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Improving productivity and safety with wearable IoT devices

Sponsored by Kinetic

  • Date Tuesday, March 10, 2020
  • Time 3:00 PM - 3:45 PM
  • Location Theater A
  • Type Seminar

What You Will Learn

As workers are harder to recruit and retain, many operations are moving towards longer shift lengths and over-time. But this leads injuries and absenteeism to go up, and morale goes down. We explore the impact novel wearable devices can have to improve safety, productivity and morale of workers on the facility floor. In the consumer world, wearable devices have helped people take more steps, do more exercise and sleep better. A wearable device that helps workers improve body mechanics was deployed at distribution centers and retail stores of two Fortune 100 companies. The technology was used in conjunction with three strategies: • Real-time feedback: workers received a light vibration each time they performed a high-risk posture or motion, such as twist, bend or over-reach. This created increased awareness and training. • Gamification and competition: workers were given safety goals and competed on who reduced their high-risk motions the most through leaderboards. • Dashboard: data from the wearable devices was aggregated to a central dashboard to show which jobs showed the highest risk, and which workers needed additional training. Though the wearable device, workers improved their body mechanics by reducing their daily high-risk postures by 46%. Best practices were obtained from multiple deployments and include the importance of deploying to workers with transparency about the program and the use of the data collected, as well as emphasizing the importance of the safety benefits. After 12 months of use with thousands of workers, the benefits were: • Reduced injuries and costs: reduction of 53% in OSHA recordable injury rates, and 54% in the cost of workers compensation claims. • Improved productivity: increase of 5% in worker productivity, as workers were able to maintain their productivity rate over the full length of the shift. This was possible by decreasing fatigue and soreness associated with using unsafe ergonomic postures. • Impact on Culture: with workers engaged in their own safety data, and engaged in friendly competition, safety becomes top of mind which increases overall morale at the facility. This leads to improved worker retention and less absenteeism.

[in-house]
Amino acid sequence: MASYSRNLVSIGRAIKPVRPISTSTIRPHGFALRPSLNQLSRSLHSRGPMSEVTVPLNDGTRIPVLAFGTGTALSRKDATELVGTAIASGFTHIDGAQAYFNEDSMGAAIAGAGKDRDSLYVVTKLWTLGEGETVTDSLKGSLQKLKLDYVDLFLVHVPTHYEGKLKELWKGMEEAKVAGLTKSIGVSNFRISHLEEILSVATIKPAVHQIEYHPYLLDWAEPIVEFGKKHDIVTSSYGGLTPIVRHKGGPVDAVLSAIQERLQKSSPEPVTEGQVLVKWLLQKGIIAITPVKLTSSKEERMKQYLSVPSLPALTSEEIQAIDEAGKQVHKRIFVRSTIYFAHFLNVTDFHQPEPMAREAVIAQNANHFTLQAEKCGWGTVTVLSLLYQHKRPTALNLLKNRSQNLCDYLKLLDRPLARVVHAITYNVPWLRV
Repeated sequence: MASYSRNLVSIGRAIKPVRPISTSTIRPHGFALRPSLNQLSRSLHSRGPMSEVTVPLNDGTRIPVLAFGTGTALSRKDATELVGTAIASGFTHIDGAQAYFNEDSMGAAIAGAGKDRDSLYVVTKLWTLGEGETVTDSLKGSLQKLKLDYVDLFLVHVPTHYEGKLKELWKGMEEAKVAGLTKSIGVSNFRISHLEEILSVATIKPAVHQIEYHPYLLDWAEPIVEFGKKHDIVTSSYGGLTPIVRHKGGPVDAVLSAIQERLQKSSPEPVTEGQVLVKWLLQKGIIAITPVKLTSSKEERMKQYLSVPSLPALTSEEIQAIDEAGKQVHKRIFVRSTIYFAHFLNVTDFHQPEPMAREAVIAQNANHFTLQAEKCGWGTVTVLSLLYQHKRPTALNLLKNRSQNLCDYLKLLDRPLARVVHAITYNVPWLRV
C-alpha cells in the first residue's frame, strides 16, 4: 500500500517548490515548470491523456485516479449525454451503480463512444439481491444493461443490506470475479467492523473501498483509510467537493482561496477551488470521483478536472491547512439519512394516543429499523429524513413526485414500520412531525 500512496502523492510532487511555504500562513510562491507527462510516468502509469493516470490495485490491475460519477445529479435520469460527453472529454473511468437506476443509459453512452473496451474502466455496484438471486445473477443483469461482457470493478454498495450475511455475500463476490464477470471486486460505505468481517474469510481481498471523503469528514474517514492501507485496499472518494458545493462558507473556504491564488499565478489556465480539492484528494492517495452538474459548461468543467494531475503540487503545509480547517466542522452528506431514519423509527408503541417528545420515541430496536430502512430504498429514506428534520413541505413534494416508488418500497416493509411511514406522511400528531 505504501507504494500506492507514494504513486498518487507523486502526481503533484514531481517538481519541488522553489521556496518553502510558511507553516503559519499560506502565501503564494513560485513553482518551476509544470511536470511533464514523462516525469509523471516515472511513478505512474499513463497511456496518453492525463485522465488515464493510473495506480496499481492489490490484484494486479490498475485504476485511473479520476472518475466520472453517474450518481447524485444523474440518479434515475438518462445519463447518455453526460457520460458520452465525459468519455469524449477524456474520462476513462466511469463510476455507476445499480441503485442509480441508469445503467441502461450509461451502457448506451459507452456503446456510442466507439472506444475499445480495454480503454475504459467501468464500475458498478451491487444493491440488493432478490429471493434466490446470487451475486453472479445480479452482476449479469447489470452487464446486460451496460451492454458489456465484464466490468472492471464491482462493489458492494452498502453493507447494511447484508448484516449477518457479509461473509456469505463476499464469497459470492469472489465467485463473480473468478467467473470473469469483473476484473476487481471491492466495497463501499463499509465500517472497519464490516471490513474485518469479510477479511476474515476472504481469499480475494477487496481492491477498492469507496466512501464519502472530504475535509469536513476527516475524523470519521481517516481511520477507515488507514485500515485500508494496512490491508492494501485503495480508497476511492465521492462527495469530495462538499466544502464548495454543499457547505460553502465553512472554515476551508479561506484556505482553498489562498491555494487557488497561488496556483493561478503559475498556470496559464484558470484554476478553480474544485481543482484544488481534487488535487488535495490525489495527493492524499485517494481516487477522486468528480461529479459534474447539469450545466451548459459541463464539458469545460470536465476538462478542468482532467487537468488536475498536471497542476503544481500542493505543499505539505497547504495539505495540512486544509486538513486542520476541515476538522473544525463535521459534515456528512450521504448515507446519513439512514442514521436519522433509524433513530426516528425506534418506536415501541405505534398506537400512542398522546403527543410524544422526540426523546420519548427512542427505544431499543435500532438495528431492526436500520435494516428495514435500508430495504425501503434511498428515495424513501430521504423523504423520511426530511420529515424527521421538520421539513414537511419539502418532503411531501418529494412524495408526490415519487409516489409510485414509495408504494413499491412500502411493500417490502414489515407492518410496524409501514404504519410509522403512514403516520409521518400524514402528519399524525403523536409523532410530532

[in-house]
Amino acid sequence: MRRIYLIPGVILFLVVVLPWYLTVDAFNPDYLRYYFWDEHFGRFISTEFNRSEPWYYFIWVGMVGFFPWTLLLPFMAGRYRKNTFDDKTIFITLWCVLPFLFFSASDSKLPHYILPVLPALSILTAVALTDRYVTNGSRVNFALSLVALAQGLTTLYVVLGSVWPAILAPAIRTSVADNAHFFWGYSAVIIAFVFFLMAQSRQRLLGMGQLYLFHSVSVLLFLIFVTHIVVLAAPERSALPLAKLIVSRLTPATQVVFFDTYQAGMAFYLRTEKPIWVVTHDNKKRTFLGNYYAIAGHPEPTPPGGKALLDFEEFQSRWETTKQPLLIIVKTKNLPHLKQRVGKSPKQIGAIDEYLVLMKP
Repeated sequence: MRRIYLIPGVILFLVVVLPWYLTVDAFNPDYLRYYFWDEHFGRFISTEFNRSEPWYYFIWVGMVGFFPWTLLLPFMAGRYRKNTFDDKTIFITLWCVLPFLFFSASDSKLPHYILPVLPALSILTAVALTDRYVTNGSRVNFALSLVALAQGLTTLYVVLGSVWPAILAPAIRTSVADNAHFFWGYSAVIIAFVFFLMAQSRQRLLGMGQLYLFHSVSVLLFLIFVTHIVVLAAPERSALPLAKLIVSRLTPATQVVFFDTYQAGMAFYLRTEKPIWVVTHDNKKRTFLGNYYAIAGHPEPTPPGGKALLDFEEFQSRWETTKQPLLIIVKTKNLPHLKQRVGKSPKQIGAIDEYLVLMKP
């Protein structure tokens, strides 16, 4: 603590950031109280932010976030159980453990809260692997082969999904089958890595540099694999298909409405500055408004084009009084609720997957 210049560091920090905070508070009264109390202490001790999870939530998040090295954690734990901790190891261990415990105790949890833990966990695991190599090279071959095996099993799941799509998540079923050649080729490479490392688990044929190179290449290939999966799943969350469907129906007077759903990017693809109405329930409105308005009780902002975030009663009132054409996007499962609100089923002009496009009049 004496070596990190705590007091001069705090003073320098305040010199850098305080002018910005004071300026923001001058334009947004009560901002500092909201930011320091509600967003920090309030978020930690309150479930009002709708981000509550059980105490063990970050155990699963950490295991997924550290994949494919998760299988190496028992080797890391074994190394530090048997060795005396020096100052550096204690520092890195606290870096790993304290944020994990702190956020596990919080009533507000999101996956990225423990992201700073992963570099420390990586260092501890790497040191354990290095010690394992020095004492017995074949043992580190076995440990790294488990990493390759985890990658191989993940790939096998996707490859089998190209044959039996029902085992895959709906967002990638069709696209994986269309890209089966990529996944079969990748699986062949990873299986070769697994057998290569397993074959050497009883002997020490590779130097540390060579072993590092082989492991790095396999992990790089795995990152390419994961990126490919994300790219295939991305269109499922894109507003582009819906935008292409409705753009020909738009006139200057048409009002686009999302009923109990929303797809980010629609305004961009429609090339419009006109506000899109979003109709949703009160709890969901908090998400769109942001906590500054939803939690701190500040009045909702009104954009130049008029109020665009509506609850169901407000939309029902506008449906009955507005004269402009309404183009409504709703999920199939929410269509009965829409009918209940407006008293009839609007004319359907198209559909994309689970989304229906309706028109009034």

Key Takeaways

• The impact of longer shift lengths and fatigue on productivity, morale and retention.
• Learn how wearable devices that can help workers improve their body mechanics, which leads to both safety and productivity benefits.
• Learn best practices to deploy wearable devices across your workforce.


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